LOGO

European Consortium for Arts Therapies Education

ANNOUNCEMENT

Please note the dates of the conference have been changed, due to original dates being at the time of Yom Kippur.

Apologies to our Jewish colleagues for this oversight.
 

Sixteenth European Arts Therapies Conference

Call for papers, panel discussions, performances, posters and workshops

Memory

Shaping Connections in the Arts Therapies

ATMINTIS

FORMUOJANT RYŠIUS MENŲ TERAPIJOSE

September 22nd to 25th September 2021

Vilnius University, Lithuania

Vilnius Academy of Arts

LOGO   logo    logo    logo

 

PHOTO
Vilnius University
 


The Conference Directors invite you to submit proposals for papers, workshops, posters or performances on the conference theme.

The programme will offer the following pathways:

Art therapy

Dance Movement Therapy

Dramatherapy

Music Therapy

Play therapy

Education in the Arts Therapies

WE WILL WELCOME YOUR PROPOSALS UNTIL

18th October 2020

The selection processes will take place during November and December 2020

Late submissions cannot be considered by the Scientific Committee

 

Please read all the relevant information before downloading the call for papers form

 

 


Conference title

Memory

Shaping Connections in the Arts Therapies

One of the hallmarks of the nomadic biennial ECArTE conferences is an endeavour to listen and respond to the genius loci of the place. In other words, to listen to its spirit and history and ask how this might influence the nature of the conference itself. Vilnius is a city of cultural and artistic depth, heritage and complexity. It has an extraordinary University committed to education in the sciences, humanities and arts. Founded in 1575, it is one of the oldest in a middle and Eastern Europe https://www.vu.lt/en/about-vu. But Lithuania is also a country trammelled by conflict, enduring a changing fate between Russia, Poland and Germany, and suffering a heavy toll in the Holocaust and the Soviet Regime. The conference theme of ‘Memory’ was borne out of the stirring feeling that Vilnius carries within its buildings, people and art these many memories.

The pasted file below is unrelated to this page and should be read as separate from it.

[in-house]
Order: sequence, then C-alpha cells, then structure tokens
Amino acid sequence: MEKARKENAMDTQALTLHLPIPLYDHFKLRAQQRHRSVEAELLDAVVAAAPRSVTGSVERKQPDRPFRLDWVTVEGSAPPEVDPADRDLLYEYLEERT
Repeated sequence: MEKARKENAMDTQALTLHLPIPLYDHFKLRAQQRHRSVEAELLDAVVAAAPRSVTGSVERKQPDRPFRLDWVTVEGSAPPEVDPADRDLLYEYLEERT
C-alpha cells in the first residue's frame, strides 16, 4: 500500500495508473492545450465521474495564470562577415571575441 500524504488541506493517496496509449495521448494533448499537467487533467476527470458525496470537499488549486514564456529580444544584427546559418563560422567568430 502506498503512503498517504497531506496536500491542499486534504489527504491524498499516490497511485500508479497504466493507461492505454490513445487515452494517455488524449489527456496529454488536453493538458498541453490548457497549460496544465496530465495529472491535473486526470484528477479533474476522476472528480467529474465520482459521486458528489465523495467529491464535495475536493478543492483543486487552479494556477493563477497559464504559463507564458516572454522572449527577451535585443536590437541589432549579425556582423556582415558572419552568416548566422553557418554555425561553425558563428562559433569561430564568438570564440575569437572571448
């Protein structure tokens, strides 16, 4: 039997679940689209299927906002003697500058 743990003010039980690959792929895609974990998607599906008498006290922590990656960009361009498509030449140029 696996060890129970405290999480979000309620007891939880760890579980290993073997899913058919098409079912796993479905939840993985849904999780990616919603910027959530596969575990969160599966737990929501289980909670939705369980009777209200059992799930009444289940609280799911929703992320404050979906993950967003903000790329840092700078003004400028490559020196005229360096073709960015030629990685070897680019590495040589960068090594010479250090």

Questions of memory go to the very heart of our making sense of the world, in terms of a capacity for reflection, whether bidden or unbidden. Plato’s orginal epistmology presented memory as a recollection of an inherited knowledge. A kind of storehouse of the soul. His idea of anamnesis is a calling to mind of a previous existence as well as a term adopted in psychiatry for a case history of a psychiatric patient. This question of memory therefore invites a philosophical approach to arts therapy and debates its influence on pedagogy and clinical direction.

How does art shape our collective memory of the past? Moreover, how might it inform our experience of major events in our own time? Many artists use the arts to tell stories about personal and cultural memory that are open to interpretation, reframing the past not as a fixed narrative but as a multiplicity of voices from diverse points of view. This allows us to think twice about our history, how it has been shaped and how we might best document things to come.